The second Australian smash hit from the album was the moseying “Come Back Again”, a sort of country lope filtered through an R&B groove. Tom Petty & The Heartbreakers keyboardist Benmont Tench would later talk about hearing this one night on the Florida airways and subsequently bonding over the album with his future boss. To this day, Tench plays a piano version of the song in his solo set.
“Come Back Again” – Daddy Cool:
The other originals on the album are almost as good as the hits. The riffing shuffle of “At The Rockhouse”, with Dave Brown on sax and label boss Robie Porter on piano is the band at their hardest; an unreleased version, from a recording of the band’s stand at the Whisky on that first US, tour is incredible, with Hannaford shooting out sparks and doing everything the sax and piano on the original did and more. The hilarious but perfect doo-woppers “Zoop Bop Gold Cadillac” and “Blind Date” could easily be mistaken for classic oldies. “Bom Bom” became another signature tune; a bouncy syncopated piano number which someone in Jamaica would have turned into a ska hit a decade earlier if the song had existed then, it was upbeat doo wop.
“Most doo wop singles in the ‘50s had a ballad side and a jump side,” says Wilson. “One other thing about it is that we took inspiration from novelty records and did the ‘Bom Bom’ chant sped up, so it sounded a little like The Chipmunks.” Wilson’s sweet hillbilly harmoniser “Just As Long As We’re Together”, which originally appeared on the B-side of “Come Back Again” and was added to the US album release, was also fab and could as easily have been an A-side as well.
Daddy Cool – Bom Bom:
Daddy Who? Daddy Cool was recorded in less than three days. It was produced by Robie Porter (himself a lap-steel playing teenage hitmaker in the early ‘60s) and engineered by Roger Savage, who had made his mark on the local ‘60s scene after emigrating from the UK, where he’d famously got the Rolling Stones into the studio and engineered their first single ‘Come On” before they’d even signed to Decca. The album is beautiful in its simplicity, and indeed shows the way for the rock ’n’ roll-revival aspect of punk; it’s as taut and lean and energising as anything the Ramones or Dr Feelgood would do.
The abovementioned EP, which the band cut after getting back from the States – the DCEP – was more of the same, with each member taking the lead on a track. Wilson’s great teen lament “Long After The School Days Are Through” is maybe the pick of a riotous bunch that also included the previously mentioned “Lollipop” and “Flip”, as well as Wayne Duncan taking his only ever lead vocal on The Kalin Twins’ “Three O’Clock Thrill”, and a hard-driven instrumental “Jerry’s Jump”, in honour of their new sax and keyboard player Jerry Noone, who’d previously played in The Vegetals and had made a name for himself in Company Caine. (Ross: “’Jerry’s Jump’ was for Jerry Noone on sax and we play the riff in unison – sax and harp – and there are solos. His name was actually Jeremy Kellock but he called himself Noone for ‘no one’ as it was conscription/call up Vietnam-era and he was dodging that at the time.”)
Daddy Cool was back in the States in a flash, with Jerry on board, after the US release of the album in November. This time they toured with label mates Deep Purple and Fleetwood Mac. Although Purple’s Ian Gillan had glandular fever and some shows were canned, the tour was good for DC, says Wilson
”We covered a lot of ground from Florida to Canada and in between,” he says. “One of our best shows was in Grand Rapids, Michigan, a college gig where we went down great. We returned there a few months later and headlined to 5,000. Our album had hit #1 there in between.”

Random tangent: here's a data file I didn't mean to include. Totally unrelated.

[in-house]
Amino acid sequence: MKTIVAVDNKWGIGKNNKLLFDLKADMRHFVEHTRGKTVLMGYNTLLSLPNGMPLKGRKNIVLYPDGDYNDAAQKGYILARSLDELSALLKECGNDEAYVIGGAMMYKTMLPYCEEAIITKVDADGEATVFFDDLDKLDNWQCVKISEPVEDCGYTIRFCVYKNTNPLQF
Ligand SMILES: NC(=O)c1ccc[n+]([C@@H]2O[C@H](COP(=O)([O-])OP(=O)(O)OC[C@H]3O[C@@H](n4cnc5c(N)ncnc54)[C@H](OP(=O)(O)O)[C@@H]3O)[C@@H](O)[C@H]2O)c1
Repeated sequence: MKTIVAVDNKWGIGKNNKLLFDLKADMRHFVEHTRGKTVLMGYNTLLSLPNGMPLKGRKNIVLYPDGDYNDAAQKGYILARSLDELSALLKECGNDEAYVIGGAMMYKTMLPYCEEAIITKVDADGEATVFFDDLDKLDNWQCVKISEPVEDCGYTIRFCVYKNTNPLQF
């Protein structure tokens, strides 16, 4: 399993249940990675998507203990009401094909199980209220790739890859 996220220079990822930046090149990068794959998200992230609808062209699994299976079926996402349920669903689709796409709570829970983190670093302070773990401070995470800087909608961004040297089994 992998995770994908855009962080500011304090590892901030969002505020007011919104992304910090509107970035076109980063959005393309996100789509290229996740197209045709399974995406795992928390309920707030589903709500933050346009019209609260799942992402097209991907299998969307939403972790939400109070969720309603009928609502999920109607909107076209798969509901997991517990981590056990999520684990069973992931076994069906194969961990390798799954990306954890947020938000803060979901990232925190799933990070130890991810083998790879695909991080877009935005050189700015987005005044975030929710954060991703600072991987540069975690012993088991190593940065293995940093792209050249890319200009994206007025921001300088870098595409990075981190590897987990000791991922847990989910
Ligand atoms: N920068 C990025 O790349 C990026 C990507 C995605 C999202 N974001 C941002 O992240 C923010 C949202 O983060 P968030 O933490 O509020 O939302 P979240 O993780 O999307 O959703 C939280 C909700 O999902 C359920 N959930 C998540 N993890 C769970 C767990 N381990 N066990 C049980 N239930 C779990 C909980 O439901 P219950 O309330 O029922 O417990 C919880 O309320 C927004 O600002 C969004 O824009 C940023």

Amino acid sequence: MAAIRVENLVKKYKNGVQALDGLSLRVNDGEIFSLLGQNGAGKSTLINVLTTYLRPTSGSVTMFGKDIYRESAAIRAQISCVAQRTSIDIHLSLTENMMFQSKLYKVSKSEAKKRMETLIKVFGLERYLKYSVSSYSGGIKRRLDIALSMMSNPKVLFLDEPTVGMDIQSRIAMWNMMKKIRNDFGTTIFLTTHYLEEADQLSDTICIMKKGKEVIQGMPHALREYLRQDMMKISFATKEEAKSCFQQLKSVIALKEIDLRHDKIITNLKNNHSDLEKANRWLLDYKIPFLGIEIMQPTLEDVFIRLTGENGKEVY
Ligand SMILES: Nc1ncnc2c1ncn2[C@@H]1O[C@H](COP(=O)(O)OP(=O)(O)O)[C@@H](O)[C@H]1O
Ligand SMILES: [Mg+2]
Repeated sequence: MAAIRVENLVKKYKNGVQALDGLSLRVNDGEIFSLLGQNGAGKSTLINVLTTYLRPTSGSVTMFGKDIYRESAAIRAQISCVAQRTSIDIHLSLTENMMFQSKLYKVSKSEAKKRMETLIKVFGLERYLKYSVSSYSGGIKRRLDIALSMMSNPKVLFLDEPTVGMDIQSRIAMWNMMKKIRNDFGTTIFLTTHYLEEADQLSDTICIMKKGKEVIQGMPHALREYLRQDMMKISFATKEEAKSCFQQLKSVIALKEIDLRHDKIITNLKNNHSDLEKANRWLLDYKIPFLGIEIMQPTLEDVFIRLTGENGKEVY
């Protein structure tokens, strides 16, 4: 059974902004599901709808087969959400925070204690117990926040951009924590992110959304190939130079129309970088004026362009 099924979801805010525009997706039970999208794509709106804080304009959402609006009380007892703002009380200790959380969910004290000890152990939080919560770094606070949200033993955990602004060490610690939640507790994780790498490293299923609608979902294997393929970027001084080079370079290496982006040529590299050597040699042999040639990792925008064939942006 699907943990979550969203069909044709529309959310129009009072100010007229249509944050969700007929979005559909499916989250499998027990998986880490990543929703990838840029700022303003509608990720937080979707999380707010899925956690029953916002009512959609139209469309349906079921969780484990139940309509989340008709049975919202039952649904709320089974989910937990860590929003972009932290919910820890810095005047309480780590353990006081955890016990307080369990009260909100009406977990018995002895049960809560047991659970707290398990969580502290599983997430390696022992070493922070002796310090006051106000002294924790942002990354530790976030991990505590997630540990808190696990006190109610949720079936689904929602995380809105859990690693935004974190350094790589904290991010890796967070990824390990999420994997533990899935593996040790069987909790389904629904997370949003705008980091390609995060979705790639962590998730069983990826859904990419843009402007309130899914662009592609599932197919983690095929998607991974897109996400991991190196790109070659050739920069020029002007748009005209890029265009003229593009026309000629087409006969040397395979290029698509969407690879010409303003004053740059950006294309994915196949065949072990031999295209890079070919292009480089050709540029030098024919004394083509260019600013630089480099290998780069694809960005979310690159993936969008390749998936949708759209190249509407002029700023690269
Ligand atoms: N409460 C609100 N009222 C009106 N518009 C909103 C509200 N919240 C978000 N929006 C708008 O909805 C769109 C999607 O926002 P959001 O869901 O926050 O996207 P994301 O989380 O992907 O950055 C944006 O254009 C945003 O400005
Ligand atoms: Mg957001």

With Grand Rapids only a couple hours from Ann Arbor and Detroit, one ponders how they might have gone down a year or so earlier with The Frut, Brownsville Station or Commander Cody & His Lost Planet Airmen. Or even Back In the USA-era MC5.
“The Zappa influence was in the way he drew from all kinds of spheres from classical to jazz, rock and doo wop. What I learned from that was that you can make your own rules. John Lee Hooker’s ‘40s-50s-60s stuff also spoke to me like that –
After the second tour, the band returned to Armstrong Studios in Melbourne to record their second album. Armstrong’s had upgraded from 8-track to 16-track, and DC were in the mood to experiment. Jerry Noone was free-jazz inclined; he was added to open things up a bit.
Wilson was also in the mood to ditch the idea of Daddy Cool as wholesome entertainment. The R&B covers they laid down were The Toppers’ 1954 single “(I Love to Play Your Piano) Let Me Bang Your Box” – retitled “Baby, Let Me Bang Your Box” – and Billy Ward and His Dominoes’ 1951 blaster “Sixty Minute Man”, and what would become the album closer was an old Vegetals track “Make Your Stash”, which had already been recorded by fellow ex-Party Machine and Vegetals member Mike Rudd’s band Spectrum. It was a 6+ minutes lesson in how to hide your drugs from the fuzz set to music derived from one of Gustav Holst’s The Planet suites, an early 20th century classical piece.
“I first played ‘Make Your Stash’ in UK with Procession in ’69,” recalls Wilson. “Their guitarist, Mick Rogers, later joined Manfred Mann’s Earth Band, who then recorded a whole album based on The Planets – it was a hit album. The track that uses the same melody as ‘Stash’ includes a bridge from ‘Stash’ that I wrote and was not part of the Holst melody. So there you go, I influenced a band that I was a big fan of in their more bluesy Paul Jones days. Another connection is that Manfred Mann had probably heard Spectrum’s version of ‘Make Your Stash’ (the inaugural recording of it) as MM covered both sides of Spectrum’s hit single ‘I’ll Be Gone’ and ‘Launching Place’ so was very aware of Mike Rudd’s post-Party Machine band.”